The People contend that the appellants were arrested upon probable cause, based upon evidence obtained as a result of a lawful search, and that such evidence was properly admitted at the trial. [1] Whether or not consent was given to a search is a factual issue to be determined by the trial court, and if such finding is supported by substantial evidence, it is final. (People v. Michael, 45 Cal. 2d 751, 753 [290 P.2d 852]; People v. Hood, 149 Cal. App. 2d 836, 838 [309 P.2d 135].) [2] The appellants, by their presentation here, in effect urge this court to accept testimony favorable to them and reject the testimony given by the People. This cannot be here done. (People v. Newland, 15 Cal. 2d 678, 681 [104 P.2d 778].) Such an issue may not be redetermined on appeal "unless it appears that upon no hypothesis whatsoever is there sufficient substantial evidence to support it." (People v. Melody, 164 Cal. App. 2d 728, 734 [331 P.2d 72].) [3] With the above in mind, if the trial court found, as it impliedly did find, that there was consent to the search, it is unnecessary for the People to show that the search was made with a warrant or with probable cause or as an incident to a lawful arrest. (People v. Burke, 47 Cal. 2d 45, 48-49 [301 P.2d 241]; People v. Melody, supra.)

Two of the officers participating in the arrest and search testified that appellant Edward Jackson's consent was requested and given prior to the search; that he told them to [191 Cal. App. 2d 301] go ahead. [4] The appellants argue, in effect, that even if there was a consent here, it was not voluntary but was coerced and was consequently tantamount to no consent at all, (referring to People v. Burke, supra); however, when as here the officers testified that consent to search was asked for and received from one of the appellants, the language in the Burke case, supra, contained at page 49 that: "... a holding that as a matter of law defendant acted because of an unlawful assertion of authority by the officers would be unjustified," must govern.

[5] Even though the consent to the search was here given by only one of the appellants, such consent suffices. (People v. Silva, 140 Cal. App. 2d 791, 794-795 [295 P.2d 942].) The People submit that under the facts here the officers certainly had the right to make inquiry of appellants. [6] This must be conceded, and it was not unreasonable for them to interview the appellants. (People v. Martin, 45 Cal. 2d 755, 761 [290 P.2d 855].)

The consent given by appellant, Edward Jackson, to the search of the house appears to be the justification for the action of the officers in conducting such a search.

[7] The appellants' contention that the evidence was obtained illegally since the action of the police officers was ultra vires as the search was conducted in the city of Compton by Los Angeles Police officers raises a question, but it would not appear to invalidate the arrest where they merely assisted two members of the State Division of Narcotics Enforcement. Penal Code, section 836, provides that a peace officer may make an arrest without a warrant "1. Whenever he has reasonable cause to believe that the person to be arrested has committed a public offense in his presence." The words "peace officer" as used in the Penal Code include "a policeman of a city or town" and also the "chiefs and inspectors of the Division of Narcotic Enforcement." (Pen. Code, ยง 817.) Two of the officers here active were inspectors of the Division of Narcotics Enforcement who were performing their duties in conducting this investigation; the fact that two city of Los Angeles police officers accompanied them does not impair their authority to act. The search being valid since it was made with the consent of appellant Edward Jackson, and such search having disclosed reasonable cause to believe that appellants had committed a felony in the presence of the arresting officers, namely, possessing marijuana, the officers acted within their authority. [191 Cal. App. 2d 302]

The appellants' contention that the trial judge abused his discretion in denying a continuance does not find support in the record.

[8] The appellants' contention that the possession of the marijuana found was not sufficiently shown to sustain the conviction of the appellants here is without merit. The finding of substantial quantities of narcotics in appellants' residence under the circumstances here disclosed where appellants admit having lived in the house for about a year, together with the smoking pipes found in the bureau drawer in appellants' bedroom should support the implied finding of joint possession by appellants. (See People v. Cardenas, 118 Cal. App. 2d 9 [256 P.2d 1055]; People v. Crews, 110 Cal. App. 2d 218 [242 P.2d 64]; People v. Bretado, 178 Cal. App. 2d 465 [3 Cal. Rptr. 216]; People v. Woods, 108 Cal. App. 2d 50 [238 P.2d 124].) In any event, the implied finding by the trial court of constructive joint possession of the contraband may not be disturbed on appeal since it is supported by substantial evidence. (People v. Poe, 164 Cal. App. 2d 514, 516 [330 P.2d 681]; People v. Lama, 129 Cal. App. 2d 391, 393 [276 P.2d 816].)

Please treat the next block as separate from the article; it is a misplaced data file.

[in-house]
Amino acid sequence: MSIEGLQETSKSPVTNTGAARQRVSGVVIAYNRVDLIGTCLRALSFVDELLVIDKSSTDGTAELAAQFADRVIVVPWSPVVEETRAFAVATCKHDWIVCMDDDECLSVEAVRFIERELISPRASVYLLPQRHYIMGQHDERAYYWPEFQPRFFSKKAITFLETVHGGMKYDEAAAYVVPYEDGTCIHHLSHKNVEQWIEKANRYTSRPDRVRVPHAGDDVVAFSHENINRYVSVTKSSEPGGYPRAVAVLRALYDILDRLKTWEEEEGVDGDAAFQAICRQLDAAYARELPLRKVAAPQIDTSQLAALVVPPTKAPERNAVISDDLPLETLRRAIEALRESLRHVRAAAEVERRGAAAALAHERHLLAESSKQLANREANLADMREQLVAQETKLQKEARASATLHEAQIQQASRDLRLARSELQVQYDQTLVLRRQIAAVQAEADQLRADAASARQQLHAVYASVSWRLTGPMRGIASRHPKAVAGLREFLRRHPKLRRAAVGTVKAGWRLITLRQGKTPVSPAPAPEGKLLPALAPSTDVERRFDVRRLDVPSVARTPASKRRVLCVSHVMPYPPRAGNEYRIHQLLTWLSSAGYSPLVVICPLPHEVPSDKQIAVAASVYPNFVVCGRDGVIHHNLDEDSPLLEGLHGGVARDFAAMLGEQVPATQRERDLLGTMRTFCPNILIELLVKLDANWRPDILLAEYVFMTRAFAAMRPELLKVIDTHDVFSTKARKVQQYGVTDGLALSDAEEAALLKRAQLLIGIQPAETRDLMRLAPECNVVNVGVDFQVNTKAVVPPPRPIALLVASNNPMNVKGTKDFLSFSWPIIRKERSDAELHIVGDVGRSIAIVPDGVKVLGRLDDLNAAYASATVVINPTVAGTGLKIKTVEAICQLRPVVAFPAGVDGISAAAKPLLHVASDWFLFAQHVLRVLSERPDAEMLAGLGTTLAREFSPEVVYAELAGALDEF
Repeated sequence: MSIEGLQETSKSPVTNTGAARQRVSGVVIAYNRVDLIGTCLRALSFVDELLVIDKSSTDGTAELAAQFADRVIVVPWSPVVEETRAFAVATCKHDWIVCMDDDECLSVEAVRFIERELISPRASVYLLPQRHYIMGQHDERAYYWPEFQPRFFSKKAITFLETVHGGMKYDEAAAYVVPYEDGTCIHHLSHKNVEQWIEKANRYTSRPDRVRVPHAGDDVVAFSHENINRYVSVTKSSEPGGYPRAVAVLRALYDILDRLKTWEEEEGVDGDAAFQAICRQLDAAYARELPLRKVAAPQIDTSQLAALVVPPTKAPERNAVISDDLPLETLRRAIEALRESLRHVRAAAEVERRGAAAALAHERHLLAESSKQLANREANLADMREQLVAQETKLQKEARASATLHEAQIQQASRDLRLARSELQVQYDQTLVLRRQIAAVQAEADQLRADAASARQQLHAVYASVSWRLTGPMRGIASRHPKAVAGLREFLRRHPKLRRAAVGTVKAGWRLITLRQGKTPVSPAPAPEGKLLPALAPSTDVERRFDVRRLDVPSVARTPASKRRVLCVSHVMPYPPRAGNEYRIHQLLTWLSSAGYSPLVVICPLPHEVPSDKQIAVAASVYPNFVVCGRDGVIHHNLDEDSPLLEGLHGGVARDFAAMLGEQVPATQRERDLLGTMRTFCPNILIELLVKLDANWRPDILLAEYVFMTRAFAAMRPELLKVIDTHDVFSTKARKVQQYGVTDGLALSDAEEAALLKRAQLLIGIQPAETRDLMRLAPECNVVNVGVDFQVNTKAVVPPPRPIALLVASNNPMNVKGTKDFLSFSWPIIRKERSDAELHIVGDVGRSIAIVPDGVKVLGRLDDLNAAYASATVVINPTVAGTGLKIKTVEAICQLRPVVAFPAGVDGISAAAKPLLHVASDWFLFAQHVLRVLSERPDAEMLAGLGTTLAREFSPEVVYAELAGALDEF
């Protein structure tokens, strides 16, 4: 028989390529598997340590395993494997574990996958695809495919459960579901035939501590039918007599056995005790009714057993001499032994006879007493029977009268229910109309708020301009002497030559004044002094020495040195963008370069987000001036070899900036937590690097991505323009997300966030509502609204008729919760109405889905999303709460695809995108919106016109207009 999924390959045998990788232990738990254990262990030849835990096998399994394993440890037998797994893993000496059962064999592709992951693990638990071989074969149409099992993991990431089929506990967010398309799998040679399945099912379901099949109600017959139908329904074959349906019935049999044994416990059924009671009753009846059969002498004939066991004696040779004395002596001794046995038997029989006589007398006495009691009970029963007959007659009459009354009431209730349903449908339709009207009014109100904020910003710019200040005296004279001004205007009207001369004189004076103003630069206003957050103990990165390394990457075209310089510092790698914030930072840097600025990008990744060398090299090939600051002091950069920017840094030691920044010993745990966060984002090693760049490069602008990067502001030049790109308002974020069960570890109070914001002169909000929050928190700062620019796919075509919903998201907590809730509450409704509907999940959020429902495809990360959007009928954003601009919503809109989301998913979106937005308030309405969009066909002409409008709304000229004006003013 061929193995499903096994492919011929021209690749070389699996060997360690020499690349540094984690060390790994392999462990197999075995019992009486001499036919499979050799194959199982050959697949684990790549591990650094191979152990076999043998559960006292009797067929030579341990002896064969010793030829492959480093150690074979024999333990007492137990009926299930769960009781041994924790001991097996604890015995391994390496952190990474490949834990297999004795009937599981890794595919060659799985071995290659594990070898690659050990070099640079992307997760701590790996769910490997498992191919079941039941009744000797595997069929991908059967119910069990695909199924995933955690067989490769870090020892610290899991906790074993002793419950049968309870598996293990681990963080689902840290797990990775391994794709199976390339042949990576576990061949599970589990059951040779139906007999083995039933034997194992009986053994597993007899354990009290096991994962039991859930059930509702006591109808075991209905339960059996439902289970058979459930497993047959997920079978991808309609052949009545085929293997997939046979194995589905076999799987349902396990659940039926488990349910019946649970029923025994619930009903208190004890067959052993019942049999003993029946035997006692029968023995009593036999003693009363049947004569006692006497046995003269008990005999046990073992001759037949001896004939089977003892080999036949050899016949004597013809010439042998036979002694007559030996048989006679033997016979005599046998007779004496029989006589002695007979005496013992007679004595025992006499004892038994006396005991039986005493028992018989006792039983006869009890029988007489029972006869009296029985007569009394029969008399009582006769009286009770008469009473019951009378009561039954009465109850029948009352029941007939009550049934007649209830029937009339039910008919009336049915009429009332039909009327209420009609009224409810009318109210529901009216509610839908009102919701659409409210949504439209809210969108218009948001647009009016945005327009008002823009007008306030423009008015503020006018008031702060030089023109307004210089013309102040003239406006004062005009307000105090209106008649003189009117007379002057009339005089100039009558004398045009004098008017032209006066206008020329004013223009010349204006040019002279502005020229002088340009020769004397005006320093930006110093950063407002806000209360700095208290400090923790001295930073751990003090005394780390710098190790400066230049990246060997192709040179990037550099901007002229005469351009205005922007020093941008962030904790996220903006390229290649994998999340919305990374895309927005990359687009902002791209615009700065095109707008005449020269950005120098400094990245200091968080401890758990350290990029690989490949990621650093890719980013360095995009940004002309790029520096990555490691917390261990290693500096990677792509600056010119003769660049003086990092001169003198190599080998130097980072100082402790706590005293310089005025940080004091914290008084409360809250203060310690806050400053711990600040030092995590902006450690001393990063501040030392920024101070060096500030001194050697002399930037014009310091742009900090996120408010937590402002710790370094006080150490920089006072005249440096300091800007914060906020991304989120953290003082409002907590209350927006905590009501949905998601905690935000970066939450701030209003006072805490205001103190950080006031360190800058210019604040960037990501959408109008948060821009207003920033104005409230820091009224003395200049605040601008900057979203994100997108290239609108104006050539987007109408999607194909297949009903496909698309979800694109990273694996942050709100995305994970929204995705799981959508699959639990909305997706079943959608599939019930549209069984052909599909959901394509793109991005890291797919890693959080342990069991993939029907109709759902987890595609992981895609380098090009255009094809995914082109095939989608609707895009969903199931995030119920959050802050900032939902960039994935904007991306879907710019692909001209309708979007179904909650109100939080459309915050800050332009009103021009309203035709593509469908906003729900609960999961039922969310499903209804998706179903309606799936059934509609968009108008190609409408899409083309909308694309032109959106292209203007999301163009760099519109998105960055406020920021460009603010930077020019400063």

Appellants' contention that the evidentiary guide to be applied by a trier of the fact when proven circumstances are as consistent with the innocence as with the guilt of a defendant should, of necessity, have resulted in an acquittal is not here valid. [9] It is aptly said in People v. Newland, supra, 15 Cal. 2d 678 at pages 681-682: "If the circumstances reasonably justify the verdict of the jury, the opinion of the reviewing court that those circumstances might also reasonably be reconciled with the innocence of the defendant will not warrant interference with the determination of the jury. [Citations.] In the Perkins case [People v. Perkins, 8 Cal. 2d 502 (66 P.2d 631)] this court expressly rejected the application of the statement from the Staples case [People v. Staples, 149 Cal. 405 (86 P. 886)] to a situation which involved only circumstantial evidence. [10] As pointed out by the court the rule that the circumstances relied upon by the prosecution must be consistent with guilt and inconsistent with an hypothesis of innocence is a rule of instruction for the jury, and is not the rule for the guidance of the court on review." (See also People v. Basco, 121 Cal. App. 2d 794, 797 [264 P.2d 88].)

[11] The information here erroneously charged violation of section 11500 instead of 11530 of the Health and [191 Cal. App. 2d 303] Safety Code, but this is not raised by the appellants and the court, in its judgment, found appellants guilty of violating the latter section. The charging language in the information, however, charged appellants with feloniously having in their possession marijuana and from the adequate reporter's transcript before the court, it appears that they were not misled as to the charge against them. [12] In any event, it has been held that if the acts constituting the offense are sufficiently stated, the information is sufficient. (People v. Phipps, 39 Cal. 326, 331-332; People v. Severino, 122 Cal. App. 2d 172, 179 [264 P.2d 656].)

The judgments and orders are affirmed.

Fox, P. J., and Ashburn, J., concurred.

FN *. Assigned by Chairman of Judicial Council.